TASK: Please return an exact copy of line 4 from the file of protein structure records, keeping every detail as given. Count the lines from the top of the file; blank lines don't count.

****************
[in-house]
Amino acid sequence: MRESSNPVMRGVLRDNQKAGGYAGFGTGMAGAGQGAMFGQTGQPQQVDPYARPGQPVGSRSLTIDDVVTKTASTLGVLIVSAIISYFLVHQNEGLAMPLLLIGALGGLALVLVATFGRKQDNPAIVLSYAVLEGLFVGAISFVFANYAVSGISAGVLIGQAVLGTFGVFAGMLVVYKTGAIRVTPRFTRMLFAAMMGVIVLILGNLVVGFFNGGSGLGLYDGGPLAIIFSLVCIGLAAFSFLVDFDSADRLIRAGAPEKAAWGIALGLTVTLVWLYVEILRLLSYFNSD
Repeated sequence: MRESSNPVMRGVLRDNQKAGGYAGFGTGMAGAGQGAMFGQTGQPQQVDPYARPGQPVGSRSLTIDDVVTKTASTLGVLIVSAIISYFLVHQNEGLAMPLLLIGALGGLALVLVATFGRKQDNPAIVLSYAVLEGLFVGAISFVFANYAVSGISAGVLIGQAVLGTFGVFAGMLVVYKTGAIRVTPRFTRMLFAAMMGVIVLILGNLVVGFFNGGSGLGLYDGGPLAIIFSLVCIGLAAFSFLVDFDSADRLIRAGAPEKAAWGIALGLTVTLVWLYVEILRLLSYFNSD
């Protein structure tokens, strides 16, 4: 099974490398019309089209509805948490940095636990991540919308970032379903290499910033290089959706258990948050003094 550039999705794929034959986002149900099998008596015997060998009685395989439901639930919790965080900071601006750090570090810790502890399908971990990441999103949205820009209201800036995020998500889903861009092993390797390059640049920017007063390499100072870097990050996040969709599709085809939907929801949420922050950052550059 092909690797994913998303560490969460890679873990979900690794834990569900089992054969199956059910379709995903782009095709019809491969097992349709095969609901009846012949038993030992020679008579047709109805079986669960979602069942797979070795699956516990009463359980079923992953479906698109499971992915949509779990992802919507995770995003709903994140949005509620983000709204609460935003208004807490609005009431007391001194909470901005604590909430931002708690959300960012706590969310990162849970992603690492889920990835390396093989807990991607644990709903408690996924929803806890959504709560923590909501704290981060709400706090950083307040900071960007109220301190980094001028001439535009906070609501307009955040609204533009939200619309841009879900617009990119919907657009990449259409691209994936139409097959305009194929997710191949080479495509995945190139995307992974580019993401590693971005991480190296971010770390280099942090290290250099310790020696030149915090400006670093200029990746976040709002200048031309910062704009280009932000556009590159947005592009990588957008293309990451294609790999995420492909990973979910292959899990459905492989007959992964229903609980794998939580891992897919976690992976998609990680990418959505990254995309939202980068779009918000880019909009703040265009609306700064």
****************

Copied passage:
């Protein structure tokens, strides 16, 4: 099974490398019309089209509805948490940095636990991540919308970032379903290499910033290089959706258990948050003094 550039999705794929034959986002149900099998008596015997060998009685395989439901639930919790965080900071601006750090570090810790502890399908971990990441999103949205820009209201800036995020998500889903861009092993390797390059640049920017007063390499100072870097990050996040969709599709085809939907929801949420922050950052550059 092909690797994913998303560490969460890679873990979900690794834990569900089992054969199956059910379709995903782009095709019809491969097992349709095969609901009846012949038993030992020679008579047709109805079986669960979602069942797979070795699956516990009463359980079923992953479906698109499971992915949509779990992802919507995770995003709903994140949005509620983000709204609460935003208004807490609005009431007391001194909470901005604590909430931002708690959300960012706590969310990162849970992603690492889920990835390396093989807990991607644990709903408690996924929803806890959504709560923590909501704290981060709400706090950083307040900071960007109220301190980094001028001439535009906070609501307009955040609204533009939200619309841009879900617009990119919907657009990449259409691209994936139409097959305009194929997710191949080479495509995945190139995307992974580019993401590693971005991480190296971010770390280099942090290290250099310790020696030149915090400006670093200029990746976040709002200048031309910062704009280009932000556009590159947005592009990588957008293309990451294609790999995420492909990973979910292959899990459905492989007959992964229903609980794998939580891992897919976690992976998609990680990418959505990254995309939202980068779009918000880019909009703040265009609306700064």